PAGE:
The Value of Education

Several of my friends from my college days have posted an article written in The Federalist to their Facebook pages this morning. The basic argument of the piece calls into question the value and importance of higher education compared to the massive amount of debt students tend to accumulate as a result.

The article points out that “about $758.5 billion is owed to the federal government” by students for loans. Author Daniel Oliver mainly argues that it’s time for Republicans to step up and fight to cancel federal aid for higher education due to its effect on the economy.


While Oliver makes many excellent points, and I agree with the economic premise that it is in no way the government’s responsibility to pay for my education, this article misunderstands the purpose of a solid education in the first place. It’s not to get a great job or make more money or become more successful. Modern American society wants you to think that, but it just isn’t so. College and higher education is meant to drive young (and old) people to a higher standard, to give us a perspective and maturity that would be difficult to attain otherwise. 

The value of my education is not found in my paycheck. It is not found in my BA in Classical Studies.

It is found in the person I became during my four years at Hillsdale. It is found in the circumspect approach I bring to my radio show every day. It is found in the conversations I have with my friends and colleagues about the things that really matter (and even the things that don’t matter at all).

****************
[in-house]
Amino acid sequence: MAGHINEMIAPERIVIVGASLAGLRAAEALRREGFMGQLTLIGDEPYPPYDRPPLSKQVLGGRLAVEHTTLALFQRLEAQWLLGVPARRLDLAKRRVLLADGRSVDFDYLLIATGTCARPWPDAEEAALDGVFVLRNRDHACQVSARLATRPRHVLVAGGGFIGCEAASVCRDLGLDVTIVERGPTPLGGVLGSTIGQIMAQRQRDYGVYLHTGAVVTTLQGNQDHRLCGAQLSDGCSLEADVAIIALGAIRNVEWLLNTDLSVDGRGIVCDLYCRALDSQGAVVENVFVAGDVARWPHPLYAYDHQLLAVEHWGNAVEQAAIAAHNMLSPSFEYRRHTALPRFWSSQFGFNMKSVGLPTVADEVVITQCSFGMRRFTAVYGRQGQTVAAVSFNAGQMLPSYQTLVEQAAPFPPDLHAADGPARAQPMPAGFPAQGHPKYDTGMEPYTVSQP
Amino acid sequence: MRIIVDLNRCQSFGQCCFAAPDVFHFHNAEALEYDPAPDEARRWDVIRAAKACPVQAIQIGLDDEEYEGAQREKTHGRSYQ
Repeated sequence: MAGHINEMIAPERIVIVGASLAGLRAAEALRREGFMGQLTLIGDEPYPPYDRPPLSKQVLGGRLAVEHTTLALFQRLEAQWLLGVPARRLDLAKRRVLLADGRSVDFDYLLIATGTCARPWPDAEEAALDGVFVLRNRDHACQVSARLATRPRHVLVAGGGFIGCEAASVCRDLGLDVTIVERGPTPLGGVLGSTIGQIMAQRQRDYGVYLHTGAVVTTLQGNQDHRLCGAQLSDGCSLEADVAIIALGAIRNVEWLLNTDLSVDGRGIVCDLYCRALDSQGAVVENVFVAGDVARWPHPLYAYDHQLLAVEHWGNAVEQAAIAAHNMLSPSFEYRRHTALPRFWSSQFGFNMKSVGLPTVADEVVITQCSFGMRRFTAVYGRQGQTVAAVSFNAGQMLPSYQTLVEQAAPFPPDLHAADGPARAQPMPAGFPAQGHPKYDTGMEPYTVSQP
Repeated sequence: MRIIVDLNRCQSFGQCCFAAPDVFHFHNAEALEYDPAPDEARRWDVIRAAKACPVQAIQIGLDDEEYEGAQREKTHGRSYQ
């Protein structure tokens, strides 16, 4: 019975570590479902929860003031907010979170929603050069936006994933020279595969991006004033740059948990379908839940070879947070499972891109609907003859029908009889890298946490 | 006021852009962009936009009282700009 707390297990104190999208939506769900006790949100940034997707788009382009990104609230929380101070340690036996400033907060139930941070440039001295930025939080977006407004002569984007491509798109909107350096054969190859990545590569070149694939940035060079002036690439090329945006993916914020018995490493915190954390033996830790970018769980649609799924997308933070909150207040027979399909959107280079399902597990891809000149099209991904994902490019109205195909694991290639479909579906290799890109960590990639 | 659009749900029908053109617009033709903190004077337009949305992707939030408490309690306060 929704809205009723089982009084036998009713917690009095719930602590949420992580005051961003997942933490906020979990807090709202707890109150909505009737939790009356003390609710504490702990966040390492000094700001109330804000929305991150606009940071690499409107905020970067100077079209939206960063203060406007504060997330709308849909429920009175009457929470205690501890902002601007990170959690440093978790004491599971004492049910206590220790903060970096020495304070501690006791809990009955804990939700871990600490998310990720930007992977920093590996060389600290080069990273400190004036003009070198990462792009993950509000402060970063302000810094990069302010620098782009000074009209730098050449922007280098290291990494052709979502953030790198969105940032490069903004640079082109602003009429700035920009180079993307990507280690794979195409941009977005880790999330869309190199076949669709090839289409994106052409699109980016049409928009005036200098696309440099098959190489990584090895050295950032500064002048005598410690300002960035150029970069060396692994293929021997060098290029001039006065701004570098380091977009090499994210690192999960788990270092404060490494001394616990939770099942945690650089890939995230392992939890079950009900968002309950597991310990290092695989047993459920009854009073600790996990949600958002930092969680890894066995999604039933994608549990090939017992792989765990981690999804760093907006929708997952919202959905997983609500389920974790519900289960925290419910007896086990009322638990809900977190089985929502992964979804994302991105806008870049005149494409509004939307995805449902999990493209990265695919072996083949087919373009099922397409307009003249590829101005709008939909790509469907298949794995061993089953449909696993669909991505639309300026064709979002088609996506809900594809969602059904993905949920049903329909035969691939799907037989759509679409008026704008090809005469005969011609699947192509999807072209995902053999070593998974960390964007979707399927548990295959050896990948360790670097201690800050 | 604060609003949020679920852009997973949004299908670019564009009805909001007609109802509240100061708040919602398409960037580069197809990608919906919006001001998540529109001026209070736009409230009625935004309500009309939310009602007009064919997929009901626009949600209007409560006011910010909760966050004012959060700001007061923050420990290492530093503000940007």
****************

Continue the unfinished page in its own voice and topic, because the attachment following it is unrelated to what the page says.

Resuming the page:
It was in college that I learned to write, think, listen and speak intelligently: all of which of which are vital in both the professional and personal fields. My husband and I first bonded over a love of language and a deep passion for truth that I learned to cultivate at school. Any children we may have will benefit from our mutual drive for excellence and stubborn dedication to our principals. Yes, Mr. Oliver, these are qualities that would exist in me without attending a four year school, but higher education is what grew and cultivated these qualities in me to a place where I could use them well. 

Admittedly college is not for everyone, but I believe those who have the determination to complete a degree are better for it, and assuming a student chooses the right school, it is worth the cost of tuition. 

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